Sunday, June 28, 2015

Time to stop an unnecessary and wasteful practice

My doctor prescribed medication to treat my medical condition. The clinic assistant asked me to pay $30. I said, "charge to my grandfather". She asked, "who is he?". I showed her my Pioneer Generation Card. She had a good laugh - hahaha.

But, I still have to pay $2. The remaining $28 is deducted from "my grandfather".

Why is there a need to pay the $2 and create extra work for the clinic assistant?

Perhaps, it was due to Mr. LKY. He did say that people should pay something, however small, so that they know that "nothing is for free".

But that was perhaps 40 years ago. Times have changed. Are these additional work really necessary? The cost of workers must have gone up 10 times. Why continue with this wasteful practice?

Does our current leaders know that Mr. LKY had since departed from this world? Did they not know that we had one week of national mourning for him? It is time for a change. 

3 comments:

Anonymous said...

In Australia, the proposal of charging a nominal $6 in visiting a GP was rejected. It was started when the queuing time to see a GP became unbearable (2 to 3 hours on average). Reason being this service is free (bulk bill) so many elderly grandparents will book GP appointment in regular interval in advance in case they or their grandchildren need to visit the clinic, so the advance booking is handy. Many believe that this $6 will deter the abuse of using this free service.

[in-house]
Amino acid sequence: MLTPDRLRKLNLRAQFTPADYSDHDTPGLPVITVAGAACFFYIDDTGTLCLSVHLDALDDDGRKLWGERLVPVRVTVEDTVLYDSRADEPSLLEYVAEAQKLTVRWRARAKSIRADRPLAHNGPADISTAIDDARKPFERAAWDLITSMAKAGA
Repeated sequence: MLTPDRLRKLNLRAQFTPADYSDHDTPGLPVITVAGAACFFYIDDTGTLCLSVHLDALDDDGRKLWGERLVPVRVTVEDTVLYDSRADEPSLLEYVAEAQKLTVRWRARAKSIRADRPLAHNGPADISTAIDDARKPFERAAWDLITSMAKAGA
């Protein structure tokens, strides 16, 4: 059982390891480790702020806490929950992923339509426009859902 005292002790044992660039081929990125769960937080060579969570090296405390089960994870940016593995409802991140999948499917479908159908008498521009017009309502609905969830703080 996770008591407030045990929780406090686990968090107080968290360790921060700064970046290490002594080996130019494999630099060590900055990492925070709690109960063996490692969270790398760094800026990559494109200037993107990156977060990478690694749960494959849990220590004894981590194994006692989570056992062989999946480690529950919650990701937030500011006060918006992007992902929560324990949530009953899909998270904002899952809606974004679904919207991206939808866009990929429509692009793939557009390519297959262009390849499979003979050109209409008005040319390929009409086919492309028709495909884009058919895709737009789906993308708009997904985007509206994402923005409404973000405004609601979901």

We all know how Singaporeans react to free gifts, does not matter they have to queue under the sun for hours for something they have no idea how to utilise or with very little value. One good example was the free ice cream distributed near Raffles Place. There were unexpected crowds turned up in office attire. Is it amazing?

$2 may sound a small amount and as Mr Tan said, it also costs to administrate. Without charging, the clinic will be unable to provide the proper service as more will make more frequent visit to chat with the doctors when it is free. What a doctor say in one word is more powerful than thousand words by others. $2 could be too little to work soon.

Kin Lian Tan said...


It is better to give free visits up to 1 visit every 2 months, say, and to charge a fee for more frequent visits. Most of the visits are within the free limit, and only a small number of visits need payment.

Anonymous said...

At NTUC Fairprice supermarket, every Tuesday (?) is a Pioneer day. The Pioneer will receive 3% (?) discount for their total amount of purchase. Some pioneer who can't even walk to the supermarkete, how the Pioneer card benefit them?

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